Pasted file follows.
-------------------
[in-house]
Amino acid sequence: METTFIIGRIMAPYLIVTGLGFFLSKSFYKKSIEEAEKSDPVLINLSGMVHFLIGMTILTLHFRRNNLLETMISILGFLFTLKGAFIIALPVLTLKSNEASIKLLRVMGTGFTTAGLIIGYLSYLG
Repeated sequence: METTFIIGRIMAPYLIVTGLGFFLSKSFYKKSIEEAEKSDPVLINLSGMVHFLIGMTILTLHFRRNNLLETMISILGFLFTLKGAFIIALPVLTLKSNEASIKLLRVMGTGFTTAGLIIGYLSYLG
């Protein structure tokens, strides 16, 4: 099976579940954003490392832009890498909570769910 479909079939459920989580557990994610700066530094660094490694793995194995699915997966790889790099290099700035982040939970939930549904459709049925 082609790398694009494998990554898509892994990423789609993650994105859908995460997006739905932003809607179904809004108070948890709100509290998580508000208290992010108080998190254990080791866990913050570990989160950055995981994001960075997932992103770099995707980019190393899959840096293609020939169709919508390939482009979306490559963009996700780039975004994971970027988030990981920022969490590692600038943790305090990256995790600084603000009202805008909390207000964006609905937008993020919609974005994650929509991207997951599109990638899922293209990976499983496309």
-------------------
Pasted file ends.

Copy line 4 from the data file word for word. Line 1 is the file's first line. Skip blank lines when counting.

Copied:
């Protein structure tokens, strides 16, 4: 099976579940954003490392832009890498909570769910 479909079939459920989580557990994610700066530094660094490694793995194995699915997966790889790099290099700035982040939970939930549904459709049925 082609790398694009494998990554898509892994990423789609993650994105859908995460997006739905932003809607179904809004108070948890709100509290998580508000208290992010108080998190254990080791866990913050570990989160950055995981994001960075997932992103770099995707980019190393899959840096293609020939169709919508390939482009979306490559963009996700780039975004994971970027988030990981920022969490590692600038943790305090990256995790600084603000009202805008909390207000964006609905937008993020919609974005994650929509991207997951599109990638899922293209990976499983496309």